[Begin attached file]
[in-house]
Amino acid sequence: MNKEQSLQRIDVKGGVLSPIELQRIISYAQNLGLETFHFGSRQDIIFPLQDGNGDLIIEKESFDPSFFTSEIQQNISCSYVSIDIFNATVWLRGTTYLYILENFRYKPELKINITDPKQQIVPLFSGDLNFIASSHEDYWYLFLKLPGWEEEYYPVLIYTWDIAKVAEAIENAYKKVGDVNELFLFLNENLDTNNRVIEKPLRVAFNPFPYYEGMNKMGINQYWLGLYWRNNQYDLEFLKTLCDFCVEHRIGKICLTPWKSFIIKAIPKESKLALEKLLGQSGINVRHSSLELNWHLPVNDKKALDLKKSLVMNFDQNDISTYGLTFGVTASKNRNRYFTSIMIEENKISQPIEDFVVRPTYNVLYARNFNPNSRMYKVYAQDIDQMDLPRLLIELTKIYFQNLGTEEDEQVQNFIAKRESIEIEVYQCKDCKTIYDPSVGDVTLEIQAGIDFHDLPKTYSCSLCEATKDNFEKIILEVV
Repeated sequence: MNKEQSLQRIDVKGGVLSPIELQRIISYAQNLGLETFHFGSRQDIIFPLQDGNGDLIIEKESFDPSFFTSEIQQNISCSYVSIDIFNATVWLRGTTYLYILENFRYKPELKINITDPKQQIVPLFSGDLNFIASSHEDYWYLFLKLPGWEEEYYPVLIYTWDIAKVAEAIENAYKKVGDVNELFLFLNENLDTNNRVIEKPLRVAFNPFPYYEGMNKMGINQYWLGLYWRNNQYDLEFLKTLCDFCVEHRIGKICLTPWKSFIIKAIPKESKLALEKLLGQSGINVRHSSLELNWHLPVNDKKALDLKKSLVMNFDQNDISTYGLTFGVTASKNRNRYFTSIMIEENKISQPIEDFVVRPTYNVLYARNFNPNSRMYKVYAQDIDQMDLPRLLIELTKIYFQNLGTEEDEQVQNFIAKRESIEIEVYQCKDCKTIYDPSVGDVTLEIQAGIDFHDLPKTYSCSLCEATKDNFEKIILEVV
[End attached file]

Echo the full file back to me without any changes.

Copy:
[in-house]
Amino acid sequence: MNKEQSLQRIDVKGGVLSPIELQRIISYAQNLGLETFHFGSRQDIIFPLQDGNGDLIIEKESFDPSFFTSEIQQNISCSYVSIDIFNATVWLRGTTYLYILENFRYKPELKINITDPKQQIVPLFSGDLNFIASSHEDYWYLFLKLPGWEEEYYPVLIYTWDIAKVAEAIENAYKKVGDVNELFLFLNENLDTNNRVIEKPLRVAFNPFPYYEGMNKMGINQYWLGLYWRNNQYDLEFLKTLCDFCVEHRIGKICLTPWKSFIIKAIPKESKLALEKLLGQSGINVRHSSLELNWHLPVNDKKALDLKKSLVMNFDQNDISTYGLTFGVTASKNRNRYFTSIMIEENKISQPIEDFVVRPTYNVLYARNFNPNSRMYKVYAQDIDQMDLPRLLIELTKIYFQNLGTEEDEQVQNFIAKRESIEIEVYQCKDCKTIYDPSVGDVTLEIQAGIDFHDLPKTYSCSLCEATKDNFEKIILEVV
Repeated sequence: MNKEQSLQRIDVKGGVLSPIELQRIISYAQNLGLETFHFGSRQDIIFPLQDGNGDLIIEKESFDPSFFTSEIQQNISCSYVSIDIFNATVWLRGTTYLYILENFRYKPELKINITDPKQQIVPLFSGDLNFIASSHEDYWYLFLKLPGWEEEYYPVLIYTWDIAKVAEAIENAYKKVGDVNELFLFLNENLDTNNRVIEKPLRVAFNPFPYYEGMNKMGINQYWLGLYWRNNQYDLEFLKTLCDFCVEHRIGKICLTPWKSFIIKAIPKESKLALEKLLGQSGINVRHSSLELNWHLPVNDKKALDLKKSLVMNFDQNDISTYGLTFGVTASKNRNRYFTSIMIEENKISQPIEDFVVRPTYNVLYARNFNPNSRMYKVYAQDIDQMDLPRLLIELTKIYFQNLGTEEDEQVQNFIAKRESIEIEVYQCKDCKTIYDPSVGDVTLEIQAGIDFHDLPKTYSCSLCEATKDNFEKIILEVV